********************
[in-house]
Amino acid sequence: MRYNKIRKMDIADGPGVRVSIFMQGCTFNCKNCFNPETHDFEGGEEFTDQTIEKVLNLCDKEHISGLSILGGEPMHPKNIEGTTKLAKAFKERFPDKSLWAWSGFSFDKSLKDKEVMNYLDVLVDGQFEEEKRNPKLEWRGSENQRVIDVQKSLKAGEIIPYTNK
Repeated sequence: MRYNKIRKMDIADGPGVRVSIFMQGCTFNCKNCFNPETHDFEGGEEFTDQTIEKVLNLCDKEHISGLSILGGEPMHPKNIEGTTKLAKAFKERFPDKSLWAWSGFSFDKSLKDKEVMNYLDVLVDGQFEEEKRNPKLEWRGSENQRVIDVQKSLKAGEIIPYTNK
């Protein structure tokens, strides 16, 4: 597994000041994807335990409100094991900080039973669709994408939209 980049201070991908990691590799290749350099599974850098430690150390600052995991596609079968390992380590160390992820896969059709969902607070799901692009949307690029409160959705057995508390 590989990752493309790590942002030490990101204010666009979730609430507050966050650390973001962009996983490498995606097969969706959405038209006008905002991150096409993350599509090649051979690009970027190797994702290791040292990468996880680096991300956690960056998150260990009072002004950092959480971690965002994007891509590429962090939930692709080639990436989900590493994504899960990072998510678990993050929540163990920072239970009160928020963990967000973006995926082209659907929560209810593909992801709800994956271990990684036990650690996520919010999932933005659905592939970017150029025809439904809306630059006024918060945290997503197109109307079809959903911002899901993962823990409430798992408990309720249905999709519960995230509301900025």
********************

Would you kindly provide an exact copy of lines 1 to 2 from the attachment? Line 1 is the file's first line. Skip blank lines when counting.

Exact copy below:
[in-house]
Amino acid sequence: MRYNKIRKMDIADGPGVRVSIFMQGCTFNCKNCFNPETHDFEGGEEFTDQTIEKVLNLCDKEHISGLSILGGEPMHPKNIEGTTKLAKAFKERFPDKSLWAWSGFSFDKSLKDKEVMNYLDVLVDGQFEEEKRNPKLEWRGSENQRVIDVQKSLKAGEIIPYTNK